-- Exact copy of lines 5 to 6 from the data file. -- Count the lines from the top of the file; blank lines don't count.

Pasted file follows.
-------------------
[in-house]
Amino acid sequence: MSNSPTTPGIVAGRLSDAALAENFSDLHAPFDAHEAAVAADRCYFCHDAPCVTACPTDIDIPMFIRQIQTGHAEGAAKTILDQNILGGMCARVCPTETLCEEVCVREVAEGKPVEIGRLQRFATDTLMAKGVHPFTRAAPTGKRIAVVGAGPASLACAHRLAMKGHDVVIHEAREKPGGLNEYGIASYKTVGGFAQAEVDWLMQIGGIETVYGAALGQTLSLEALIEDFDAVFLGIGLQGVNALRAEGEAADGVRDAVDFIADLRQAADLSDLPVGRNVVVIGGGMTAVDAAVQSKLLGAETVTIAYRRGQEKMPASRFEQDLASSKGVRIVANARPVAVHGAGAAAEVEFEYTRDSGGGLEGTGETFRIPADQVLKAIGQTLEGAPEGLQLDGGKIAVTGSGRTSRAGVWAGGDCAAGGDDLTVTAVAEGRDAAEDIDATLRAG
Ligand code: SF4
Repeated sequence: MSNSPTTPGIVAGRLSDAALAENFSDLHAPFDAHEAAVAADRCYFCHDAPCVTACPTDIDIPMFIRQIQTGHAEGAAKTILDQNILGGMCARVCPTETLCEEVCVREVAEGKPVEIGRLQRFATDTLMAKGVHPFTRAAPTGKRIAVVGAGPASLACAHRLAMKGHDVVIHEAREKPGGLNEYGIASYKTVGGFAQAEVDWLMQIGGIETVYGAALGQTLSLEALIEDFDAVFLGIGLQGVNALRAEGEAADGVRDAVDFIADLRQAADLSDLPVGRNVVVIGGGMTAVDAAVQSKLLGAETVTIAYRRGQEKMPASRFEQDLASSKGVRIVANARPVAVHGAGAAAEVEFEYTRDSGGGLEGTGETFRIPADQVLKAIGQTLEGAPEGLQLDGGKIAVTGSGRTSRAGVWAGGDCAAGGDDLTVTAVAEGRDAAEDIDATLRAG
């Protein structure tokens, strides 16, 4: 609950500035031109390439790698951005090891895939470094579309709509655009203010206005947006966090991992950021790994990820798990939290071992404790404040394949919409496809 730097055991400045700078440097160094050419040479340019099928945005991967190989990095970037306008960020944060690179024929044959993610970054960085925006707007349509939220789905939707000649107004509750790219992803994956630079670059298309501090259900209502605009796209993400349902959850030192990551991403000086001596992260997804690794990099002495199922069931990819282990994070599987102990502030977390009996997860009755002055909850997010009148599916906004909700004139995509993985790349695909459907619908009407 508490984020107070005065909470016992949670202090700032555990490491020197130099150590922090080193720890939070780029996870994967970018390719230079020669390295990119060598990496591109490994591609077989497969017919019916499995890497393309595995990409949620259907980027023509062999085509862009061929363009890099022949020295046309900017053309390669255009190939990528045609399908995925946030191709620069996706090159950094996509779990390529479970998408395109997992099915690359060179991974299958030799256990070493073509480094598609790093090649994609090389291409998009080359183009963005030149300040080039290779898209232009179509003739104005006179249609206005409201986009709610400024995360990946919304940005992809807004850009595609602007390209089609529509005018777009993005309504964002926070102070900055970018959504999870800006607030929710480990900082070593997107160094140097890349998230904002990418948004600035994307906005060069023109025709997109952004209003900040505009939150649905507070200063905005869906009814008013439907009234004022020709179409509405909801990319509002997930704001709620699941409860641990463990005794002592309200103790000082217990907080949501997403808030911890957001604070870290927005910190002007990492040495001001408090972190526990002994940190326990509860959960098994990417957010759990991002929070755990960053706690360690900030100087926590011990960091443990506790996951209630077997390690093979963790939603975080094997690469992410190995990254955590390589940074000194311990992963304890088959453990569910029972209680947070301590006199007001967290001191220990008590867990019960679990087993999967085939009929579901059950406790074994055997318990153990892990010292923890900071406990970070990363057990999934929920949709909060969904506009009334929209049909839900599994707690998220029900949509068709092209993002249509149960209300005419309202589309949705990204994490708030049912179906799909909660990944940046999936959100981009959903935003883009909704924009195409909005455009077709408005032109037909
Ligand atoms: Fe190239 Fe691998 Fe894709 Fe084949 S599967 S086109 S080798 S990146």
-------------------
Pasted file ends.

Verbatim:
């Protein structure tokens, strides 16, 4: 609950500035031109390439790698951005090891895939470094579309709509655009203010206005947006966090991992950021790994990820798990939290071992404790404040394949919409496809 730097055991400045700078440097160094050419040479340019099928945005991967190989990095970037306008960020944060690179024929044959993610970054960085925006707007349509939220789905939707000649107004509750790219992803994956630079670059298309501090259900209502605009796209993400349902959850030192990551991403000086001596992260997804690794990099002495199922069931990819282990994070599987102990502030977390009996997860009755002055909850997010009148599916906004909700004139995509993985790349695909459907619908009407 508490984020107070005065909470016992949670202090700032555990490491020197130099150590922090080193720890939070780029996870994967970018390719230079020669390295990119060598990496591109490994591609077989497969017919019916499995890497393309595995990409949620259907980027023509062999085509862009061929363009890099022949020295046309900017053309390669255009190939990528045609399908995925946030191709620069996706090159950094996509779990390529479970998408395109997992099915690359060179991974299958030799256990070493073509480094598609790093090649994609090389291409998009080359183009963005030149300040080039290779898209232009179509003739104005006179249609206005409201986009709610400024995360990946919304940005992809807004850009595609602007390209089609529509005018777009993005309504964002926070102070900055970018959504999870800006607030929710480990900082070593997107160094140097890349998230904002990418948004600035994307906005060069023109025709997109952004209003900040505009939150649905507070200063905005869906009814008013439907009234004022020709179409509405909801990319509002997930704001709620699941409860641990463990005794002592309200103790000082217990907080949501997403808030911890957001604070870290927005910190002007990492040495001001408090972190526990002994940190326990509860959960098994990417957010759990991002929070755990960053706690360690900030100087926590011990960091443990506790996951209630077997390690093979963790939603975080094997690469992410190995990254955590390589940074000194311990992963304890088959453990569910029972209680947070301590006199007001967290001191220990008590867990019960679990087993999967085939009929579901059950406790074994055997318990153990892990010292923890900071406990970070990363057990999934929920949709909060969904506009009334929209049909839900599994707690998220029900949509068709092209993002249509149960209300005419309202589309949705990204994490708030049912179906799909909660990944940046999936959100981009959903935003883009909704924009195409909005455009077709408005032109037909
Ligand atoms: Fe190239 Fe691998 Fe894709 Fe084949 S599967 S086109 S080798 S990146």